Restoring degraded natural forest in Tanzania’s coastal belt.
The Kazimzumbwi Forest and the adjacent Pugu Forest Reserves are reportedly the remainders of one of the oldest surviving forests in the world. In the past (when forest was more extensive on the Pugu Hills) streams arising from the area used to supply all the water needed in Dar es Salaam.
As beautiful as it is Kazimzumbwi Forest Reserve has been prone to human disturbances such as deforestation for pole and timber extraction, charcoal production, fire, animal trapping, cultivation and the presence of footpaths. Certain tree species have been targeted for pole and timber extraction, charcoal production and makonde carving. Important species such as Milicia excelsa and Dalbergia melanoxylon are now considered rare within the reserve.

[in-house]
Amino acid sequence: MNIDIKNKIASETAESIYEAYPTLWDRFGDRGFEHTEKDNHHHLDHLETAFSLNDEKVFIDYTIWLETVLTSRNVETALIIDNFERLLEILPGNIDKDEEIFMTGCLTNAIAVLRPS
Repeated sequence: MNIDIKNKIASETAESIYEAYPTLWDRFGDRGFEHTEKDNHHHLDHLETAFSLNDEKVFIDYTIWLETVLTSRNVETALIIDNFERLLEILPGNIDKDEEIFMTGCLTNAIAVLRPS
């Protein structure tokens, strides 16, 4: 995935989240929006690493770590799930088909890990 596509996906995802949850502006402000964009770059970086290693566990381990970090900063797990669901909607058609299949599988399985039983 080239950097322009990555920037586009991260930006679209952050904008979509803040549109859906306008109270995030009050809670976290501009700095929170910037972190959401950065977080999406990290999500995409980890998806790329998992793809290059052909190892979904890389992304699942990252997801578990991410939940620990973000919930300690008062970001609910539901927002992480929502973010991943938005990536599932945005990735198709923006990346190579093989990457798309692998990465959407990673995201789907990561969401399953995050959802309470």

WWF Tanzania has partnered with Tanzania Forest Service and local communities to organise environmental education days to increase awareness of the importance of the forest for water catchment protection. Tree planting events are organised with local schools and community groups to restore important tree species to the degraded areas of the reserves.
150 hectares restored over three years will result in a total of 150,000 trees.